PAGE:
Time-Lapse from the Onset of Creation
The almond merited its Hebrew name because it is the first of the trees to flower, as the Hebrew word for almond – שָׁקֵד/shaked means: to be alert, wakeful, industrious, diligent, zealous and to persevere. Likewise, the almonds were chosen to symbolize the Kohannim, who are vigorous and agile in their worship. Not only the Kohen, but all Levites are selected for Divine service as Rambam asserts. “The Levites were exempted from the army as they are Hashem’s soldiers” (Hilchot Shmitta and Yovel 13:12). In their merit, the redemption will come more speedily as we learn from the rod of the tribe of Levi, which sprouted almonds from the language of hastening. Also, the צִיץ/tzitz – fruit bud alludes to the speeding up of the end of days, as the word צִיץ/tzitz shares the numerical value with the word קֵץ/ketz – end (Sefer Panim Yafot, Bamidbar 17:23). Rabbeinu Bachaya teaches that Hashem chose the almonds to sprout forth because of their importance. They symbolizes how Hashem hastens or is watchful to carry out his word like in “שֹׁקֵד אֲנִי/shoked ani I hasten (or I watch over) my word to perform it” (Yirmeyahu 1:12). According to Chizkunia, Aharon’s rod with its blossoms and almonds were included among the miraculous things created on the first Shabbat eve at dusk. So, although the process of ripening into almonds was speeded up on Aharon’s rod, if the preparation for these almonds stems all the way back to the first week of Creation, their ripening process actually exceed that of any other fruit in the world.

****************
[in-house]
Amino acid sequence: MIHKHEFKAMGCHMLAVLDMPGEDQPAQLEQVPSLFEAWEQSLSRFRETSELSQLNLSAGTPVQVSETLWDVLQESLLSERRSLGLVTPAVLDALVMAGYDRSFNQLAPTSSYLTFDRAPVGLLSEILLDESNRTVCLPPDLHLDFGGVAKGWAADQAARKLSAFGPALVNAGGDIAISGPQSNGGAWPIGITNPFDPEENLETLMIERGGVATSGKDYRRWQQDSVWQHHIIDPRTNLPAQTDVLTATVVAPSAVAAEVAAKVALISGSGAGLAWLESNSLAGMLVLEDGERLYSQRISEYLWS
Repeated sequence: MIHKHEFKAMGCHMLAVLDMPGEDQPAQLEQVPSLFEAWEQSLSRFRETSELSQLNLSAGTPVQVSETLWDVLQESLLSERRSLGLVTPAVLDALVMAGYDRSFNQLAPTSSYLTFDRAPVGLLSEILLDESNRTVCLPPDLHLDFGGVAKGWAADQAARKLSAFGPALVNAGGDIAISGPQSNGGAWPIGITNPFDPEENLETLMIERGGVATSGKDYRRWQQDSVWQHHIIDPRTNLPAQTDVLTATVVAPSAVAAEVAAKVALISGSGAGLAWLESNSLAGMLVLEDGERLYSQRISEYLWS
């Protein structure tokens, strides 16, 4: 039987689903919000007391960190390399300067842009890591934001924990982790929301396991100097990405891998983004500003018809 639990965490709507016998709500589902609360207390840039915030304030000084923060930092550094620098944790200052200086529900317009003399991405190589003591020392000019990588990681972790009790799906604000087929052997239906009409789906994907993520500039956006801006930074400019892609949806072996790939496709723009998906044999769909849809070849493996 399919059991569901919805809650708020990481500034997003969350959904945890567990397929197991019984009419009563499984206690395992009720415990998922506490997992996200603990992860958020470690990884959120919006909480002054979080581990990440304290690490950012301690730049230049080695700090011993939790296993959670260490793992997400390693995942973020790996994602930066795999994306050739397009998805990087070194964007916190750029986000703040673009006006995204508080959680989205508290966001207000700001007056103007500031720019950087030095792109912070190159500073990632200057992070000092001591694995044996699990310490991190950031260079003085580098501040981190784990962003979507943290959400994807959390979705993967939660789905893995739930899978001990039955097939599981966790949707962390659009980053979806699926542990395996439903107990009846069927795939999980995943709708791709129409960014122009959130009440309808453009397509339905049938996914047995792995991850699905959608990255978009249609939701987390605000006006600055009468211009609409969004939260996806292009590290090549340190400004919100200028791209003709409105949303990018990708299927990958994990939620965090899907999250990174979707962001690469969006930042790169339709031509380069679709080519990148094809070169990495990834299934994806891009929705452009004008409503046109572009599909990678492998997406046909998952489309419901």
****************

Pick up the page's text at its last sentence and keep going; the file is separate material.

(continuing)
A Taste of Kabbalah and Testimony for Everlasting Holiness
Another reason why Hashem made Aharon’s rod blossom is that פֶרַח/perach – blossom has the numerical value of 288 – the amount of sparks that fell into the shells when the vessels broke (Arizal, Sefer Likutei Torah, Parashat Bereishit). Maor v’Shemesh explains that the main purpose of creation was in order to elevate these 288 holy sparks. This is alluded in the very beginning of Creation in “the spirit of G-d [that] hovered on the face of the water” (Bereishit 1:2). The Hebrew word for hovered–מְרַחֶפֶת/merachefet includes the letters of פֶרַח/perach =288. Only the ba’al teshuva has the ability to elevate these holy sparks. This is why it states, “In a place where ba’alei teshuva stand, complete tzadikkim cannot stand” (Babylonian Talmud, Berachot 44b). The fruit bud on Aharon’s rod also alludes to these holy sparks – נְצוּצוֹת/netzutzot from the same root as צִיץ/tzitz – fruit buds. Hashem –the name יקוק/Ykvk is the soul of the world, the name אדנ”י/Adn-i is its garment, while the name אהי”ה/E-he-y-h is the surrounding light that is more brilliant than the inner lights. This is because the name אהי”ה/E-he-y-h indicates teshuva from the future language, as the ba’al teshuva has to always say, “I will worship Hashem even if I still haven’t achieved it. I will accept upon myself to serve Him from now on.” The word שְׁקֵדִים/shekedim – almonds with the kollel (adding 1 for the word) has the same numerical value of 455 as the word אהי”ה/E-he-y-h when the letters are spelled out in three different ways (161+151+143). Almonds indeed are suitable to be selected to indicate the holiness of Aharon and the tribe of Levi. Even the letters of the word שְׁקֵדִים/shekedim – almonds consist of the exact Hebrew letters as קְדשִׁים/kedoshim – holy. Thus, the almond blossoms and fruits on Aharon’s rod is a testimony to the selection of Aharon and the tribe of Levi for everlasting holiness.

Tuesday, June 9, 2015

The Secret of Challah & the Feminine Tikun (Rectification)

Nature in the Parasha - Parashat Shelach Lecha
The Spiritual Revival of Women’s Mitzvah of Challah
Challah Braiding at B'erot
This week’s Torah portion includes the mitzvah of separating challah. This same parasha opens with a recount of the negative speech of the spies who were afraid to conquer the Land of Israel, This caused the Jewish people to wander for forty years in the desert rather than proceed directly into the Land of Israel. As the primary rectification for the nation of Israel’s abandonment of their Land, Hashem grants us the mitzvah of taking challah. It is so beautiful that in the Torah whenever we miss the mark, Hashem gives us an opportunity to amend through additional mitzvot.